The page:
The verdict: The 2023 Lexus RZ 450e SUV is comfortable, refined, and full of tech and cabin innovations that help it stand out in an increasingly crowded electrified market.
Versus the competition: With little-to-none of the quirkiness that often plagues other electric vehicles, the RZ deftly balances innovation and comfort when it comes to its driving experience and usability — but less range than key competitors is a problem.
The new RZ is Lexus’ first electric vehicle, though parent company Toyota has a long history of electrification. Toyota was an early hybrid pioneer with the Prius, and Lexus followed suit with a variety of hybrids along with a growing portfolio of plug-in hybrids.
The 2023 RZ 450e comes on the heels of Toyota’s own first EV, the 2023 bZ4X. The RZ shares the bZ4X’s platform but has a different motor setup, vastly different styling and is larger overall. See them compared.
Related: All-Electric 2023 Lexus RZ: Overachieving on Space, But Not Range
In size, the RZ slots between the NX and RX SUVs in the automaker’s lineup and competes in a growing segment of luxury EVs against the likes of the Audi E-Tron, Tesla Model Y and Volvo XC40 Recharge. See these models compared.
2023 Lexus RZ 450e | Cars.com photo by Jennifer Geiger
Zippy Power, Smooth Ride
If you’re used to the RX, the RZ will feel like a more modern and dynamic relative — in all the best ways; it’s quick, composed and comfortable. It’s available in Premium and Luxury trims with standard all-wheel drive. Power comes from two electric motors that make a combined 308 horsepower, and the RZ has a 71.4-kilowatt-hour battery pack.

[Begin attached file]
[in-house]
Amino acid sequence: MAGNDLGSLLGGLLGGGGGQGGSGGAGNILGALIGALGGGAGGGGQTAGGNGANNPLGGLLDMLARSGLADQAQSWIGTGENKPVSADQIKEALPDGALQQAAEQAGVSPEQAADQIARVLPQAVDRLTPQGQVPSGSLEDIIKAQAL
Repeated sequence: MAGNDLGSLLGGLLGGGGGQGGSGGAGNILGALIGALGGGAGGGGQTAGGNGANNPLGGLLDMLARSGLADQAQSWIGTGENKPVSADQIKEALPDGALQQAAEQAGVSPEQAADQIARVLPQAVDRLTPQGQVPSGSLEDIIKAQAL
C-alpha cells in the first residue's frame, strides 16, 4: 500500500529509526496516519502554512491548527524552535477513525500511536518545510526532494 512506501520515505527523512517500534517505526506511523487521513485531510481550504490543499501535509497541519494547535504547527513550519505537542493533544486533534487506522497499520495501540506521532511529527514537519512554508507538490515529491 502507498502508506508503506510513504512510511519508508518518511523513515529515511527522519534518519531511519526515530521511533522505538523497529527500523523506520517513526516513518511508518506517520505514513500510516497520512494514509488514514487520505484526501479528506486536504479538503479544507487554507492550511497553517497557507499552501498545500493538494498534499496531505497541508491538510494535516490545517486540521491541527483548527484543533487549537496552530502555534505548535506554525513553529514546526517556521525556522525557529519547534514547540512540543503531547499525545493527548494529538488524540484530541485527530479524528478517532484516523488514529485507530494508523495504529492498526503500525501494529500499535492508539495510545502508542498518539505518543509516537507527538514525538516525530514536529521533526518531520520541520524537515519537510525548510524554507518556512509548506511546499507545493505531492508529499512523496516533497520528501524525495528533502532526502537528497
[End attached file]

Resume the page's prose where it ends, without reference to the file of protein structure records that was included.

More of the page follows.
Meanwhile, its bZ4X relative comes standard with front-wheel drive and combines a single motor and the 71.4-kWh lithium-ion battery pack for a much more modest 201 hp. Selecting the AWD bZ4X gets you two motors that make 214 hp total and a 72.8-kWh battery.
I tested the RZ in Premium trim with 18-inch wheels and found it a joy to drive. Power delivery is immediate and smooth from a stop, and the RZ exhibits an athleticism you wouldn’t expect from an SUV this size. It’s agile around corners and has a direct, connected steering feel that adds to its overall controlled, composed character.
For extra sportiness, Lexus plans to offer a steer-by-wire system equipped with a steering yoke in place of a traditional steering wheel. Instead of a mechanical connection to the vehicle’s wheels, like regular steering systems have, the steer-by-wire system uses electronics to control the front wheels. I sampled this forthcoming model, and it delivered an odd combination of more precise steering with less feedback for a surreal, video-game-like experience. It’s coming to the lineup at a later date, but Lexus has not yet said when or how much it will cost.
The RZ also comes with larger 20-inch wheels and tires, but these should be avoided. With the 18-inch wheels and tires, the ride is serene with ample isolation from bumps. The 20s feel rowdier, however, and translate too much of the road through the body, making for a much more unsettled ride.
The RZ delivers braking smoothness, too. Like other EVs, it has a regenerative braking system that helps capture kinetic energy that would otherwise be lost — but I could barely tell. Unlike some other EVs’ brake systems that have a nonlinear action and lurchy quality, the RZ’s brakes were smooth and naturally reactive. Unfortunately there’s no one-pedal operation that allows the accelerator pedal to control both forward speed and braking, depending on its position, which is a handy feature I like in traffic. The braking system is adjustable, however; you can dial up the strength of the regen system using the paddle shifters.